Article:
his * Historia Naturalis,' has devoted four out of the thirty-seven


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books, of which that great work consisted, to a sketch of the known
world. His work is a compilation of incongruous materials gathered
from writers of dififerent ages. As a systematic treatise, therefore,
it is comparatively worthless ; but the mere record of ancient names,
and the incidental notices with which his work abounds, render it
valuable to the critical reader.

Arrian^ Pautanias. — These writers, though using the Greek language,
may feirly be reckoned as belonging to the age of Latin h'terature.
Arrian, who, as a Roman citizen, bore the prsenomen of Flavius, was
bom at Nicomedia towards the end of the 1st cent. A.D., and held high
office under the emperors Hadrian and Antoninus Pius. We hare already ^
refen*ed to his 'History of the Expedition of Alexander:' in addition
to this he was the author of a work on Ihdia, and of a *Periplus
of the Euxine Sea,' which was undertaken at the command of Hadrian,
and in which he describes the coast from Trapezus to Byzantium.
Pausanias, a Lydian by birth, and a contemporary of Arrian, settled
at Rome after a long course of travel, and there compiled a ' Descrip-
tion of Greece,' in 10 books, a work of the highest value for the topo-
graphy, buildings, and works of art of that countxy, and containing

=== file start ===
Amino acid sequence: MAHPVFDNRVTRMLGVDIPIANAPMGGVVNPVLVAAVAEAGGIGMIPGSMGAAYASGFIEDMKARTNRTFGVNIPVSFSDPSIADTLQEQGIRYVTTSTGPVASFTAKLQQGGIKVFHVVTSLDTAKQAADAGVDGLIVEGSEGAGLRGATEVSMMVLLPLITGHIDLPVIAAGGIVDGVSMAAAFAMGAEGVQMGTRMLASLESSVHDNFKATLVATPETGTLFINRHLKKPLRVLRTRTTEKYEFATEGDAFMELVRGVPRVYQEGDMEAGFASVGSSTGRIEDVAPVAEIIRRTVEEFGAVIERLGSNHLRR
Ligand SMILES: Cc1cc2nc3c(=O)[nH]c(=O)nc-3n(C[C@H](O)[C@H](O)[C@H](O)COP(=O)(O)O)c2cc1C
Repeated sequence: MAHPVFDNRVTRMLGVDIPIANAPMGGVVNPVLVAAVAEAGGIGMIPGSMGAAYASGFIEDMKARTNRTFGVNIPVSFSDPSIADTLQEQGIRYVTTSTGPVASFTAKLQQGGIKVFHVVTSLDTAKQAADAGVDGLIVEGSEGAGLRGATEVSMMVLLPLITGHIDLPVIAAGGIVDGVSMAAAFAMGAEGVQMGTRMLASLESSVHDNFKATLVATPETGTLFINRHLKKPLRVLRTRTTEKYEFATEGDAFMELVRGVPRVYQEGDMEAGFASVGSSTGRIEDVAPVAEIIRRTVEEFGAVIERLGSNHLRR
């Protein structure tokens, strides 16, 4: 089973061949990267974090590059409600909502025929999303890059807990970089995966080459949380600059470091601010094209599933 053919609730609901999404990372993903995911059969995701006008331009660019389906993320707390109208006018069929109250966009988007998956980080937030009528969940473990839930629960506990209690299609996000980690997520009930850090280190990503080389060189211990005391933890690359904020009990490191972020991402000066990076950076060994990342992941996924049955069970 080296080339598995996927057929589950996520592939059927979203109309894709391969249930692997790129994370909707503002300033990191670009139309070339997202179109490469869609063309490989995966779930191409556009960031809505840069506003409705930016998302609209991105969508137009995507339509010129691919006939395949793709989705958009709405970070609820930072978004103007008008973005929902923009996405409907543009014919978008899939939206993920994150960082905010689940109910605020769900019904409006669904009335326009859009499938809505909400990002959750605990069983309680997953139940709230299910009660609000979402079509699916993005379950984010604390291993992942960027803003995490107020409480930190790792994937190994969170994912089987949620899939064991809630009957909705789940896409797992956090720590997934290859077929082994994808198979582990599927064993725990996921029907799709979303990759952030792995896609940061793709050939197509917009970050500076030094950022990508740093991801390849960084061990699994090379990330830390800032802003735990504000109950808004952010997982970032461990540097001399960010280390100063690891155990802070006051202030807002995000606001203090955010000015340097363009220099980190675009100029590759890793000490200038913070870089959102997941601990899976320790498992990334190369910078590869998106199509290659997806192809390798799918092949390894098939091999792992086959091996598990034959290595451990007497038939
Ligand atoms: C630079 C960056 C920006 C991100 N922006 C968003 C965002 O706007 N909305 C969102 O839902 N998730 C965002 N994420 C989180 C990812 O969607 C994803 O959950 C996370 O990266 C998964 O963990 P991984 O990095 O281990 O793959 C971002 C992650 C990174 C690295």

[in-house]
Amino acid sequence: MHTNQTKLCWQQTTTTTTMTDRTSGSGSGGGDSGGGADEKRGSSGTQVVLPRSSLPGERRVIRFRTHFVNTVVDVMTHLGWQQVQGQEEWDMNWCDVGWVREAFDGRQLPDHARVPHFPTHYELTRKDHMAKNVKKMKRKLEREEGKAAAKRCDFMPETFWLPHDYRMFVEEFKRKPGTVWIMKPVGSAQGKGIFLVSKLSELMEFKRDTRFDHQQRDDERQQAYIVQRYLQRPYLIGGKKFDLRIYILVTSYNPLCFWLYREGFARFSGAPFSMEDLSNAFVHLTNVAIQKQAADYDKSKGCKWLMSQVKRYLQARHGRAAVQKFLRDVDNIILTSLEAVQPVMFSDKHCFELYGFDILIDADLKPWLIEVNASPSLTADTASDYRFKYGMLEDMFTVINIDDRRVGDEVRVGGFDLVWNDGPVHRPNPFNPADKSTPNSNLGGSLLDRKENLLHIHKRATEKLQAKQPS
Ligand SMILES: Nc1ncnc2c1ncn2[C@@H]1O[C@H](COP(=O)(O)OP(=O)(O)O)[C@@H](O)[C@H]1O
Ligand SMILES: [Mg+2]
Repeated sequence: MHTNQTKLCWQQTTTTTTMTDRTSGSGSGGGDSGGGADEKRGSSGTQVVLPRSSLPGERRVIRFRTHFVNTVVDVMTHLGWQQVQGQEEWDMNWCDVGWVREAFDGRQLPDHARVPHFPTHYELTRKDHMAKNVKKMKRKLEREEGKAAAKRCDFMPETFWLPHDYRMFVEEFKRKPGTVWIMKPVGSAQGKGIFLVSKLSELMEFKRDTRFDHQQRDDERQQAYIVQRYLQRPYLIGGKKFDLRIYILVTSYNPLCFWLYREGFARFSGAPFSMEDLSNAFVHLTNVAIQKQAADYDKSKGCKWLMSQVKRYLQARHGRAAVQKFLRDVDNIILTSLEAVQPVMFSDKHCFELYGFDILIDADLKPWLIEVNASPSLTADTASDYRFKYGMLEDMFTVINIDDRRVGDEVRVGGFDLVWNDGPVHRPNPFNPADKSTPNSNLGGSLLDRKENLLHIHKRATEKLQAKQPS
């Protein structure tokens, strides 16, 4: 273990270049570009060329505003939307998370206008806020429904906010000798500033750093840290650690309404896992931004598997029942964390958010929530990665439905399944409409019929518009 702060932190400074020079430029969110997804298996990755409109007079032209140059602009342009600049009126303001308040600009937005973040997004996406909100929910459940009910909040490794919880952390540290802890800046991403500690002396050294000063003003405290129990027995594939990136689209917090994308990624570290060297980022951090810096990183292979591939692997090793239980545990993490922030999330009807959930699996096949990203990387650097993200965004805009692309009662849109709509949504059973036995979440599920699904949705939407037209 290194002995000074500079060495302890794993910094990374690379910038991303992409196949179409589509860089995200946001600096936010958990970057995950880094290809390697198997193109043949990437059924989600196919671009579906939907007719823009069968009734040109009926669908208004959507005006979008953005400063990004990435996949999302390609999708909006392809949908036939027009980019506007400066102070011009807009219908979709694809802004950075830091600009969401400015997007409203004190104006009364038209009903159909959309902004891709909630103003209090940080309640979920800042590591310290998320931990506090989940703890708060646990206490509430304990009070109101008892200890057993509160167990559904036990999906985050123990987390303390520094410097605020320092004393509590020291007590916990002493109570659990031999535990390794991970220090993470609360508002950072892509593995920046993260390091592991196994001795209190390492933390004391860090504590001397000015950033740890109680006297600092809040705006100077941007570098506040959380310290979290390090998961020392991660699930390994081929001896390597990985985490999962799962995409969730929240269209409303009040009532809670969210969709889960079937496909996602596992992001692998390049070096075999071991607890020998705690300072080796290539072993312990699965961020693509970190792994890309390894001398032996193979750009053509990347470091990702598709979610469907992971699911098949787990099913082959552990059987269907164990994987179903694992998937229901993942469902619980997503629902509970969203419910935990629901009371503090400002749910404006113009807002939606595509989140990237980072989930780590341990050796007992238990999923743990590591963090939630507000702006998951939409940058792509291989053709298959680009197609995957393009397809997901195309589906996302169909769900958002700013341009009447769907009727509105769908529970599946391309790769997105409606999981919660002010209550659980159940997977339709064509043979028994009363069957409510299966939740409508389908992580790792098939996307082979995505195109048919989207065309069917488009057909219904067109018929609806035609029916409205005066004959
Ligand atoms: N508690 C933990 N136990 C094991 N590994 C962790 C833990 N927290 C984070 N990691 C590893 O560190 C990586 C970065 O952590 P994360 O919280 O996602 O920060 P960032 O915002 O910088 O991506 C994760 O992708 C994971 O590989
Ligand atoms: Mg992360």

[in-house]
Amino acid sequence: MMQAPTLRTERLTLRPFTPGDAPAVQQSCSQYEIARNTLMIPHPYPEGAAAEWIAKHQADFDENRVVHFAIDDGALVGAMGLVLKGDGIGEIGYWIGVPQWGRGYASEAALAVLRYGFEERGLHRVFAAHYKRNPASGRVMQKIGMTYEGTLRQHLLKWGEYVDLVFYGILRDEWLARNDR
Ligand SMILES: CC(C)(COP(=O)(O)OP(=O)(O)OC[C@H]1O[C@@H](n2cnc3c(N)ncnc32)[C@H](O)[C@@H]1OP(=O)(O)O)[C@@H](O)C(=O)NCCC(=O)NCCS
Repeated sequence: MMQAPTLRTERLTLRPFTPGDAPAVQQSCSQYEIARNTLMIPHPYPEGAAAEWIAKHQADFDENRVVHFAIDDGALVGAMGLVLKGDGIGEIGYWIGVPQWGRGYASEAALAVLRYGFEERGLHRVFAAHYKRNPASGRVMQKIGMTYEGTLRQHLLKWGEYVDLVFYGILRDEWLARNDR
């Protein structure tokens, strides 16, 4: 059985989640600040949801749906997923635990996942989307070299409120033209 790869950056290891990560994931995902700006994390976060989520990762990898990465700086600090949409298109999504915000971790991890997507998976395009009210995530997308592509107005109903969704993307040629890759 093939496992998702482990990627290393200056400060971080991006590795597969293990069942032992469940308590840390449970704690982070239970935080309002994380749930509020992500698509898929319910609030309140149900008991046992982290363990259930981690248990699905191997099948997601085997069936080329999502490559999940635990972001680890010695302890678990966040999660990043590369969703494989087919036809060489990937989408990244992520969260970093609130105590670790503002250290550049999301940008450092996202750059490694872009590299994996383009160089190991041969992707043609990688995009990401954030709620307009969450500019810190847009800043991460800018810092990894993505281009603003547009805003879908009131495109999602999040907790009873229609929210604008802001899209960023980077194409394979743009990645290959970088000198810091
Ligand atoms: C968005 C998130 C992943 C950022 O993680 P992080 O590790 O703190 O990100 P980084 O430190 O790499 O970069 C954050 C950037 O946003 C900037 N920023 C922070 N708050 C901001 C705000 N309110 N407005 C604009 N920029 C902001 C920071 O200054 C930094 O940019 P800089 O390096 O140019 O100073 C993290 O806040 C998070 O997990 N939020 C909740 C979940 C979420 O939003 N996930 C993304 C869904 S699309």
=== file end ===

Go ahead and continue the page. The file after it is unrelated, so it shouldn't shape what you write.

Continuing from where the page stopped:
occasional notices of other lands which he had visited.

§ 11. Claudius Ptolemy completed the science of geography in a
work which served as the text-book on the subject not only in his
own age, but down to the 15th century, when the progress of
maritime discovery led to its disuse. Of 'the life of this great
man we know positively nothing beyond the fact that he flourished
at Alexandria about a.d. 150. His work, entitled r€<aypa<f>iKi)
*Y(firfyTjtn£, and drawn up in eight books, is filled with accurate
statements as to the position of places, but is scanty in descrip-
tive materials. In his map of the world the following features
are noticeable : he extends the world south\vards to IQ^\° S. lat.,
and northwards to Thule somewhere N. of the British Isles : the
eastern limit he unduly extends to a point beyond China, and the